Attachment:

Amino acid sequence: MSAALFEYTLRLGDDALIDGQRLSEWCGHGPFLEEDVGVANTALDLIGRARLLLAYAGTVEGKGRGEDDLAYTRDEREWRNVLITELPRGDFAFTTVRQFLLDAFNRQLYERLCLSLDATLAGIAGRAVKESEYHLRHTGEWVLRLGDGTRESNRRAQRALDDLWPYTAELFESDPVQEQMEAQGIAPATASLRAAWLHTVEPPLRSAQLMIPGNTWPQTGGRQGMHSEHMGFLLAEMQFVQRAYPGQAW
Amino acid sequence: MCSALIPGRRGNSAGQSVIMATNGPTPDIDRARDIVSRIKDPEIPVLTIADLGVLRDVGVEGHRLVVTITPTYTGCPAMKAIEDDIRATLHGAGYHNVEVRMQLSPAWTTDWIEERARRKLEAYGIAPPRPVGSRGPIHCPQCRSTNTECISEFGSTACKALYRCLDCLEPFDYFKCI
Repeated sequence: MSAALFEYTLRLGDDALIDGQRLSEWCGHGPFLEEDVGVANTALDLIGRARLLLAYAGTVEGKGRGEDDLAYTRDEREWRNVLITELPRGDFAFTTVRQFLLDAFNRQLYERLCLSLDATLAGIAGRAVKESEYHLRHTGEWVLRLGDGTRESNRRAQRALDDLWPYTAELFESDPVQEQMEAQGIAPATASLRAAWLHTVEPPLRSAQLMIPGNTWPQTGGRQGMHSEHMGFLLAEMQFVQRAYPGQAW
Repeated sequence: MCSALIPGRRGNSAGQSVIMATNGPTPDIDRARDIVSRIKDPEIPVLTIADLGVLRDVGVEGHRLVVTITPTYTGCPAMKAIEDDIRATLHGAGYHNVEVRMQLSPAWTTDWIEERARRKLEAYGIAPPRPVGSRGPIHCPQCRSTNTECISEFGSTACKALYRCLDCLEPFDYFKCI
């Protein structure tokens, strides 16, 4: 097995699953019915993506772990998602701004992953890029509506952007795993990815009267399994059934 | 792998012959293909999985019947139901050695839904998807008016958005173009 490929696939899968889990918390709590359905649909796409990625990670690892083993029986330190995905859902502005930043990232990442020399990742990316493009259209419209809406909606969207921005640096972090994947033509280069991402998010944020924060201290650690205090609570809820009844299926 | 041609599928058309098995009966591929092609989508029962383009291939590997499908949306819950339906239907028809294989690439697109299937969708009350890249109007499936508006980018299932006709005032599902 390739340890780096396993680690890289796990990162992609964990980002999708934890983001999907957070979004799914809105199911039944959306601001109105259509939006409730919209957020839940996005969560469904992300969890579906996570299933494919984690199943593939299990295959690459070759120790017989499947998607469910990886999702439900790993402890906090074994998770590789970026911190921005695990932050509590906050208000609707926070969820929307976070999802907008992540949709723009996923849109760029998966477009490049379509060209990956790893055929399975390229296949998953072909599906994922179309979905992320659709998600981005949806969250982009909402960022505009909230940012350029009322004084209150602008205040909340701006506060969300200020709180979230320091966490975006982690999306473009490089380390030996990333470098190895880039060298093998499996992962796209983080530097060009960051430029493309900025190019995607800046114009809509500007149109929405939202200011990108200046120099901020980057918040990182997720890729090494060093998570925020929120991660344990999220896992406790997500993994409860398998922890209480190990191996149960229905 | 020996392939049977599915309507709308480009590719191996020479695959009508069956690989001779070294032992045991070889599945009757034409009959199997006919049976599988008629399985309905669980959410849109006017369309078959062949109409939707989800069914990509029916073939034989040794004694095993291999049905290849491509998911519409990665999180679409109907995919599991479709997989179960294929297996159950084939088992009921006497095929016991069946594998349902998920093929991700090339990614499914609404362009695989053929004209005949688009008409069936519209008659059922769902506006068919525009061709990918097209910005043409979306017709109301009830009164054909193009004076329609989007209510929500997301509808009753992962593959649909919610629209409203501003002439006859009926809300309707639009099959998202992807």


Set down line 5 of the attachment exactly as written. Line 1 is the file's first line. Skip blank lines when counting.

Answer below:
């Protein structure tokens, strides 16, 4: 097995699953019915993506772990998602701004992953890029509506952007795993990815009267399994059934 | 792998012959293909999985019947139901050695839904998807008016958005173009 490929696939899968889990918390709590359905649909796409990625990670690892083993029986330190995905859902502005930043990232990442020399990742990316493009259209419209809406909606969207921005640096972090994947033509280069991402998010944020924060201290650690205090609570809820009844299926 | 041609599928058309098995009966591929092609989508029962383009291939590997499908949306819950339906239907028809294989690439697109299937969708009350890249109007499936508006980018299932006709005032599902 390739340890780096396993680690890289796990990162992609964990980002999708934890983001999907957070979004799914809105199911039944959306601001109105259509939006409730919209957020839940996005969560469904992300969890579906996570299933494919984690199943593939299990295959690459070759120790017989499947998607469910990886999702439900790993402890906090074994998770590789970026911190921005695990932050509590906050208000609707926070969820929307976070999802907008992540949709723009996923849109760029998966477009490049379509060209990956790893055929399975390229296949998953072909599906994922179309979905992320659709998600981005949806969250982009909402960022505009909230940012350029009322004084209150602008205040909340701006506060969300200020709180979230320091966490975006982690999306473009490089380390030996990333470098190895880039060298093998499996992962796209983080530097060009960051430029493309900025190019995607800046114009809509500007149109929405939202200011990108200046120099901020980057918040990182997720890729090494060093998570925020929120991660344990999220896992406790997500993994409860398998922890209480190990191996149960229905 | 020996392939049977599915309507709308480009590719191996020479695959009508069956690989001779070294032992045991070889599945009757034409009959199997006919049976599988008629399985309905669980959410849109006017369309078959062949109409939707989800069914990509029916073939034989040794004694095993291999049905290849491509998911519409990665999180679409109907995919599991479709997989179960294929297996159950084939088992009921006497095929016991069946594998349902998920093929991700090339990614499914609404362009695989053929004209005949688009008409069936519209008659059922769902506006068919525009061709990918097209910005043409979306017709109301009830009164054909193009004076329609989007209510929500997301509808009753992962593959649909919610629209409203501003002439006859009926809300309707639009099959998202992807």